A World Lost

A wagon wheel light

(a move prop abandoned
in the town with a Biblical name)

Tossed dim light onto burlap curtains

(salvaged from the basement
of Holy Family Church)

Competed with votive candles

(reflected off plastic tablecloths
as white as sacraments)

Lit two front-row priests

(and heard “Born to be Wild”
played on a mandolin.)

Nazareth, Texas

Assisted Living

No one should have to live in
places like this:
warehousing the elderly
is all it is
and anyway
other societies
their elders.
Not like here.

But you just don’t know
until it is your decision
to make

And you realize
there aren’t any
right answers
so the best can you can hope for
is the least-wrong

Which leads you to following along
at a barely-perceptible pace
behind an elderly parent
heading to dinner
at 4:30

And you avoid eye contact
with other middle aged children
which seems odd
except maybe none of us
are completely comfortable
with these decisions
we’ve made.

August 4, 2013

The Final Elm

Maybe it was the house north of Steele Hill
or the one southwest of East Afton
but it was the one on a road so insignificant that even
the big atlas didn’t have a number for it

Maybe it was built in the 1930s, as the Depression wound down
or maybe it was built to house a returning soldier,
a once-young man ready for the simple life
of a high plains farmer

Maybe there were elm trees all around, once,
or maybe the trees were only lined up on the west side,
shielding the place from the unending wind

Maybe it was abandoned when the wife died
and the husband did, too, the next winter
or maybe the farmer went broke or sold out to a larger place

but the paint fell away
and the window glass did, too,
and the porch fell down
and the roof caved in

And then the final elm
delivered the coupe de grace
crashing through what was left of the structure
giving it a boost toward oblivion


Farm Road

When I was a kid
I’d spend the drive to my grandpa’s house
in the backseat of our Fairlane
looking at fields
plowed across the land.
With no hills to interrupt the view,
I could see all the way down the rows
until the mounds of dirt
or lines of cotton merged
into a faraway vanishing point.

The scissoring of those rows
one after another after another after another
reminded me then,
and still does now,
of skinny legs striding,
nearly keeping up with our progress.

Center pivot systems,
which can irrigate a half-mile radius
have replaced the old method of draping hoses
into the rows, running well water in rivers
up long dirt appendages.
Now fields are plowed
to match the pivot’s path
as it turns in slow moist circles all summer long.

No more dirt legs pace me on my drive.

For a day or two after a rain
puddles fill roadside ditches.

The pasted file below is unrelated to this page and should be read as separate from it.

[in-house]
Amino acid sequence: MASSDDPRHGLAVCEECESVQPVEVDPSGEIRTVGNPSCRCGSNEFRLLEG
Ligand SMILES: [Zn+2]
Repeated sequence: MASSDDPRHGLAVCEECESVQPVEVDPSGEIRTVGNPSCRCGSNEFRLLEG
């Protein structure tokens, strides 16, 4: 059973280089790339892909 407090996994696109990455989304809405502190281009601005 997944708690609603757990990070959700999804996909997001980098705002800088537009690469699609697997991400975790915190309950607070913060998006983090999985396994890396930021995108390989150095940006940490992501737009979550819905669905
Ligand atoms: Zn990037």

If conditions are right –
clear sky, no wind, bright sun –
the water will mirror
dirt, telephone poles, crops.

And if you turn your head just right,
or narrow your eyes into a squint,
those reflections will become
a hole, a narrow gash into the center of the earth.

Once the wind picks up –
and the wind always picks up –
the illusion is erased by ripples on the water’s surface.

The dawn was the color that is exactly
between blue and pink while cloud fringes
were rimmed in gold,
like the setting of a gemstone ring.
Last night’s full moon hovered on the western sky,
an opal glowing.
As the sun grew brighter
the moon-opal began to evaporate,
craters disappearing first,
until it was like it had never even
been there to begin with.

The land seems flat enough
until three foggy mornings in a row
show how the mist settles into the county,
surveying the low spots.

The dip at the crossroads that mark the half-way point,
just before the road curves right-then-left
to skirt the water well on the south side,
holds fog,
keeping the well,
and the reason for the curves,

The place where the road
bisects the normally-dry playa lake
is low enough
and broad enough
to contain a foggy nebula
that lingers even when it’s burned off
everywhere else.

And just past the house
where I once saw a farmer,
pitchfork in hand,
walking toward a freshly-dead
German Shepherd in the east-bound lane,
the road dips,
and fog slides down
to hang at the bottom,
mingled, maybe,
with the specter of that dog.

Sun and age and wind plow wrinkles
into the contours of the farmer’s face.
His forehead,
shielded by a faded red cap
from the co-op gin,
stays smooth.

A stray stand of cotton next to the road,
white puffs bright on dry stalks,
looks like a patch
of missed whiskers
on a furrowed face.

The cotton harvest went for months,
well into the wettest winter ever.

The module trucks hauling
huge loaves of cotton to the gin
shed mud onto the road,
leaving clods that traffic mashes
into red-brown cobblestones
so hard that even more snow
doesn’t dissolve them.

Every trip made
by every truck
built up the cobbles
until the road by the gin
was paved over
and driving at highway speed
was unwise.

When dry weather eventually arrived
the weight of traffic
pulverized the cobblestones
turning them to dust
that the next strong wind

From the top of the rise,
the cows look like kiwi seeds
scattered in the bright green winter wheat.

In the east half of the county
unpaved north-south roads
carry bird’s names,
alphabetically – bobwhite, hawk,
nightingale, all the way through quail.

East-west roads
carry the names of animals –
bear, cat, elk, fox
and so forth.

Which brings to my mind –
for this is how I think –
the inevitable intersection:
horse and nightingale.